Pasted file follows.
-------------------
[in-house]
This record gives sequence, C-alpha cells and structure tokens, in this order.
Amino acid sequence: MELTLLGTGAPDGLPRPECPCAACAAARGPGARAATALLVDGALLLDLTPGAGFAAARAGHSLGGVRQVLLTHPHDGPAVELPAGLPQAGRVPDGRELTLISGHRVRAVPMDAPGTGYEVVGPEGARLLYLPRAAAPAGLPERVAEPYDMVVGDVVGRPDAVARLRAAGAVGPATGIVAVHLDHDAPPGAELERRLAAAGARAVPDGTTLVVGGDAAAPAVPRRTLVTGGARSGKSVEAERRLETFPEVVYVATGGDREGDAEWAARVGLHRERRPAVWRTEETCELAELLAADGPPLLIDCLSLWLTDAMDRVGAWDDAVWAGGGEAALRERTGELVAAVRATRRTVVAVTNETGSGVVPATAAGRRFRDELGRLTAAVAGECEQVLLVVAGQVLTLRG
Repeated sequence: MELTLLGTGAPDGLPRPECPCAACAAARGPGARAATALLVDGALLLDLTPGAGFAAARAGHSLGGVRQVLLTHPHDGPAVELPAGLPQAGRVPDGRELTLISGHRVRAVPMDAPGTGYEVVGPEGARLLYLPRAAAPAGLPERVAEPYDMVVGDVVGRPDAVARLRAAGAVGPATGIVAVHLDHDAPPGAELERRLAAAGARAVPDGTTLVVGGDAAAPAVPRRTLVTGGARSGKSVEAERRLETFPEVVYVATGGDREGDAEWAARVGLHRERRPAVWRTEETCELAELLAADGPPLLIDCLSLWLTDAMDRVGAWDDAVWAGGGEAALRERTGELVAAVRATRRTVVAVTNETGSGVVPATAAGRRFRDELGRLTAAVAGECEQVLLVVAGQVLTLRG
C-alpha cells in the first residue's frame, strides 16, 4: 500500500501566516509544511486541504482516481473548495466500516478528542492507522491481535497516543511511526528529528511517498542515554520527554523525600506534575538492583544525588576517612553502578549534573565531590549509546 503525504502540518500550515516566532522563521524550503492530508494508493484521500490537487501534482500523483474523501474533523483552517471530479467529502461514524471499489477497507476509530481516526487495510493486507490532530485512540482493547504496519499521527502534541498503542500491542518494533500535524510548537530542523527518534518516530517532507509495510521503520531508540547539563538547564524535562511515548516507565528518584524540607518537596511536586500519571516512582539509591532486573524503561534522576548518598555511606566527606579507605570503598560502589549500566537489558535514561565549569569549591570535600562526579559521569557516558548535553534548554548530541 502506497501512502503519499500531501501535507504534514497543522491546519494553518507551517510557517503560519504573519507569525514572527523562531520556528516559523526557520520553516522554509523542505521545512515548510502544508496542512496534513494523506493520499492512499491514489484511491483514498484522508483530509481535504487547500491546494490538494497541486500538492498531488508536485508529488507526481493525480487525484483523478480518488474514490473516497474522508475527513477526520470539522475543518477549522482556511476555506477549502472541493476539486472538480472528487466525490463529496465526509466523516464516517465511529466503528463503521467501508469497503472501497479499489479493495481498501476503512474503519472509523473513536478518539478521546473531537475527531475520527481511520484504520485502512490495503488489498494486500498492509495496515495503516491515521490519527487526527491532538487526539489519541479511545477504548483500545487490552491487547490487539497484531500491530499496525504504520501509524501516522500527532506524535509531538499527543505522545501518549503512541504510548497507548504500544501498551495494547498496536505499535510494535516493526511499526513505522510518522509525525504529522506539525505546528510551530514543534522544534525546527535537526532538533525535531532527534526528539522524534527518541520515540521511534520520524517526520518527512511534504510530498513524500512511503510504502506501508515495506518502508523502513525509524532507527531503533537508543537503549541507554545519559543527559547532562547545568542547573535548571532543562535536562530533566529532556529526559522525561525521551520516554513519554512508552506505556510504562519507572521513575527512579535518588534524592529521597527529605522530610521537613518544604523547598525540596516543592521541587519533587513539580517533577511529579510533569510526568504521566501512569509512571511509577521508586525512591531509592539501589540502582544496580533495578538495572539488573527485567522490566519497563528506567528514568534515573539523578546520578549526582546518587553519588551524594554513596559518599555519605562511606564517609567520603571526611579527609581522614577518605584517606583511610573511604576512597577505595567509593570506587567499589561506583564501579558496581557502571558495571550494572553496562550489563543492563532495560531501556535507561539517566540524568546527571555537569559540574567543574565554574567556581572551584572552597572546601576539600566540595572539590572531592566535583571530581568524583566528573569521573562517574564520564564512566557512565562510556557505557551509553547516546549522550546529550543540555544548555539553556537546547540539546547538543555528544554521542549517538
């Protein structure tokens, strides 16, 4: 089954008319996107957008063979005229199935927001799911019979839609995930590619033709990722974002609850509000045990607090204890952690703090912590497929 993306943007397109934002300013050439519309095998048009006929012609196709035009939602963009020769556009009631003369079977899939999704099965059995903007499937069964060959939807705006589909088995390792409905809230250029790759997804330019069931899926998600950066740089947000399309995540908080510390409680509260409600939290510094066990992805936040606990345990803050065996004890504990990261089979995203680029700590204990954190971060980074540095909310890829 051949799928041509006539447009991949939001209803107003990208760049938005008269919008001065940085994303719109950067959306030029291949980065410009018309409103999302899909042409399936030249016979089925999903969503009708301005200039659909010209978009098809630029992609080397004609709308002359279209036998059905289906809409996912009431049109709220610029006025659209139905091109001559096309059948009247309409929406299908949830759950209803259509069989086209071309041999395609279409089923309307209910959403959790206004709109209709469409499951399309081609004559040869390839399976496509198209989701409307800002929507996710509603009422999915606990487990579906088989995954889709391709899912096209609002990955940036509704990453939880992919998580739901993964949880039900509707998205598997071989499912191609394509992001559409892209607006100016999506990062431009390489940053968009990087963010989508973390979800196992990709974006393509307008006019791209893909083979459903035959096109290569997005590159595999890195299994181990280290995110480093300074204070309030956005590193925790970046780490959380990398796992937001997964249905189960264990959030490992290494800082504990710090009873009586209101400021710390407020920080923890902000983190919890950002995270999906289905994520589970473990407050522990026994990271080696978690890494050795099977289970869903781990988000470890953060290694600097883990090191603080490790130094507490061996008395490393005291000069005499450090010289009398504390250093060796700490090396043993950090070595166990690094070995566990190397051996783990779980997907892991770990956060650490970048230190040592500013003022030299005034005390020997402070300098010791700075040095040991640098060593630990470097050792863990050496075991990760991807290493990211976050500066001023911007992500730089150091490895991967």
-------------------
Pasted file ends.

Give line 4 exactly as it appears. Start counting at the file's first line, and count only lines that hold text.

Repeated sequence: MELTLLGTGAPDGLPRPECPCAACAAARGPGARAATALLVDGALLLDLTPGAGFAAARAGHSLGGVRQVLLTHPHDGPAVELPAGLPQAGRVPDGRELTLISGHRVRAVPMDAPGTGYEVVGPEGARLLYLPRAAAPAGLPERVAEPYDMVVGDVVGRPDAVARLRAAGAVGPATGIVAVHLDHDAPPGAELERRLAAAGARAVPDGTTLVVGGDAAAPAVPRRTLVTGGARSGKSVEAERRLETFPEVVYVATGGDREGDAEWAARVGLHRERRPAVWRTEETCELAELLAADGPPLLIDCLSLWLTDAMDRVGAWDDAVWAGGGEAALRERTGELVAAVRATRRTVVAVTNETGSGVVPATAAGRRFRDELGRLTAAVAGECEQVLLVVAGQVLTLRG